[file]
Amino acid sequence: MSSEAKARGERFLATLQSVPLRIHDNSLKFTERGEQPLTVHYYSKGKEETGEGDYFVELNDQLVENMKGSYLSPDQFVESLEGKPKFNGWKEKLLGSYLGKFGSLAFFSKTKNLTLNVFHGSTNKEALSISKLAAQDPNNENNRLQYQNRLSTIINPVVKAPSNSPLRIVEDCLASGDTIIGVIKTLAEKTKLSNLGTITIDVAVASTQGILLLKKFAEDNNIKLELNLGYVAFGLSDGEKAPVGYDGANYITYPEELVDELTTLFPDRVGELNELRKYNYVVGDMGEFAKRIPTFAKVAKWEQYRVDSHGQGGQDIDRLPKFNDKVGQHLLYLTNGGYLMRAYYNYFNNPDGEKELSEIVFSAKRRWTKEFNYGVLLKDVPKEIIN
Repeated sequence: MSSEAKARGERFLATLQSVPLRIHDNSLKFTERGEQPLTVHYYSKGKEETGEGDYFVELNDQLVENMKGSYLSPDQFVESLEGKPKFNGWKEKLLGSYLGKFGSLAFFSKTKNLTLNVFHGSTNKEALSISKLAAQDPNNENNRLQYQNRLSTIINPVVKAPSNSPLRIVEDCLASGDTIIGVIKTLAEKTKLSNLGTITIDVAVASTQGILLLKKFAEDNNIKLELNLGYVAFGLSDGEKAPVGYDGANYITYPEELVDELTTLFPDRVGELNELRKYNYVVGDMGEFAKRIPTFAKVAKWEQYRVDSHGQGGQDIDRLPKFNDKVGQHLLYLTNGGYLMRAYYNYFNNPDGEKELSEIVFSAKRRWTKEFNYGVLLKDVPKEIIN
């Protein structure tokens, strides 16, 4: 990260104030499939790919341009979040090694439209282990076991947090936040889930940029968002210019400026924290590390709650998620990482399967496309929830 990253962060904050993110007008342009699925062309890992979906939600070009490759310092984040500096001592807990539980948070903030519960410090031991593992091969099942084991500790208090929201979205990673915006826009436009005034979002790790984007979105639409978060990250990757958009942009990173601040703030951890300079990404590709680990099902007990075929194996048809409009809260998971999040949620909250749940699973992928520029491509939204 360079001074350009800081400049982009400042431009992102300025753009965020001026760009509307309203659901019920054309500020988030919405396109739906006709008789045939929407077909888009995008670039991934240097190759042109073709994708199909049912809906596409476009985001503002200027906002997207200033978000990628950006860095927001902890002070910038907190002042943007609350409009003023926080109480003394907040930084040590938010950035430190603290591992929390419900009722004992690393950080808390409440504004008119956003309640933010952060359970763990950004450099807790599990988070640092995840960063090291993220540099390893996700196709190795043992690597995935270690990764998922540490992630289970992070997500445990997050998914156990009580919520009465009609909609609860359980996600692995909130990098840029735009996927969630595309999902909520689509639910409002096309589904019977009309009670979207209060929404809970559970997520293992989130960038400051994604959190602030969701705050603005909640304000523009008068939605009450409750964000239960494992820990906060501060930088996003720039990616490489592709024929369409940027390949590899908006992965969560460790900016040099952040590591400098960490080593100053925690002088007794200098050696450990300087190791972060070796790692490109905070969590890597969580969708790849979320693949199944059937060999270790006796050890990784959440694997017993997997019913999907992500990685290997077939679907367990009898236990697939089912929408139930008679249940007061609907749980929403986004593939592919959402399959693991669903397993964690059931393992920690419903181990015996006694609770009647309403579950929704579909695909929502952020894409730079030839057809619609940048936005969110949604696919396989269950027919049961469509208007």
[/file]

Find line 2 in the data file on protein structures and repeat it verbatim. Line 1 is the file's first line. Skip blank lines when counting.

Repeated sequence: MSSEAKARGERFLATLQSVPLRIHDNSLKFTERGEQPLTVHYYSKGKEETGEGDYFVELNDQLVENMKGSYLSPDQFVESLEGKPKFNGWKEKLLGSYLGKFGSLAFFSKTKNLTLNVFHGSTNKEALSISKLAAQDPNNENNRLQYQNRLSTIINPVVKAPSNSPLRIVEDCLASGDTIIGVIKTLAEKTKLSNLGTITIDVAVASTQGILLLKKFAEDNNIKLELNLGYVAFGLSDGEKAPVGYDGANYITYPEELVDELTTLFPDRVGELNELRKYNYVVGDMGEFAKRIPTFAKVAKWEQYRVDSHGQGGQDIDRLPKFNDKVGQHLLYLTNGGYLMRAYYNYFNNPDGEKELSEIVFSAKRRWTKEFNYGVLLKDVPKEIIN